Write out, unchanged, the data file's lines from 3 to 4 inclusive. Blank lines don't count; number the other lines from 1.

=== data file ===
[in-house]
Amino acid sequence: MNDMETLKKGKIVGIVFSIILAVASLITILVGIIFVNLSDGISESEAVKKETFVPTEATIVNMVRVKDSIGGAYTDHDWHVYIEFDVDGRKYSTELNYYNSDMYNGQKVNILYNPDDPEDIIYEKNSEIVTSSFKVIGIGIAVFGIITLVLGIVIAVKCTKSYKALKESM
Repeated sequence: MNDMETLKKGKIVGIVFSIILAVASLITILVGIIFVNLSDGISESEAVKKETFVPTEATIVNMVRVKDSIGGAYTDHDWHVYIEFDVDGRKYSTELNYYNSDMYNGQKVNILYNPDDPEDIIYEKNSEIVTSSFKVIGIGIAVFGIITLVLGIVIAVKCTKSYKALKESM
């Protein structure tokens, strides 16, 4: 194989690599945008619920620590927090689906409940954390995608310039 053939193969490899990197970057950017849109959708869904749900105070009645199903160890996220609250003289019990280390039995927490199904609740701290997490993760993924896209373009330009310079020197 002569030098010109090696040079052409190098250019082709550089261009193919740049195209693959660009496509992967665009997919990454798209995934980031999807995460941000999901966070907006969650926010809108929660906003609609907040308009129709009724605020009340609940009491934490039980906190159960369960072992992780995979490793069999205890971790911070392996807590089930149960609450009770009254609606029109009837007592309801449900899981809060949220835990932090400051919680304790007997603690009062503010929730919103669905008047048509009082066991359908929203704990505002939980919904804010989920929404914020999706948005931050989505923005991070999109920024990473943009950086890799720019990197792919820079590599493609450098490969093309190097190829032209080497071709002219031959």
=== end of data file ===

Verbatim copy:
Repeated sequence: MNDMETLKKGKIVGIVFSIILAVASLITILVGIIFVNLSDGISESEAVKKETFVPTEATIVNMVRVKDSIGGAYTDHDWHVYIEFDVDGRKYSTELNYYNSDMYNGQKVNILYNPDDPEDIIYEKNSEIVTSSFKVIGIGIAVFGIITLVLGIVIAVKCTKSYKALKESM
């Protein structure tokens, strides 16, 4: 194989690599945008619920620590927090689906409940954390995608310039 053939193969490899990197970057950017849109959708869904749900105070009645199903160890996220609250003289019990280390039995927490199904609740701290997490993760993924896209373009330009310079020197 002569030098010109090696040079052409190098250019082709550089261009193919740049195209693959660009496509992967665009997919990454798209995934980031999807995460941000999901966070907006969650926010809108929660906003609609907040308009129709009724605020009340609940009491934490039980906190159960369960072992992780995979490793069999205890971790911070392996807590089930149960609450009770009254609606029109009837007592309801449900899981809060949220835990932090400051919680304790007997603690009062503010929730919103669905008047048509009082066991359908929203704990505002939980919904804010989920929404914020999706948005931050989505923005991070999109920024990473943009950086890799720019990197792919820079590599493609450098490969093309190097190829032209080497071709002219031959």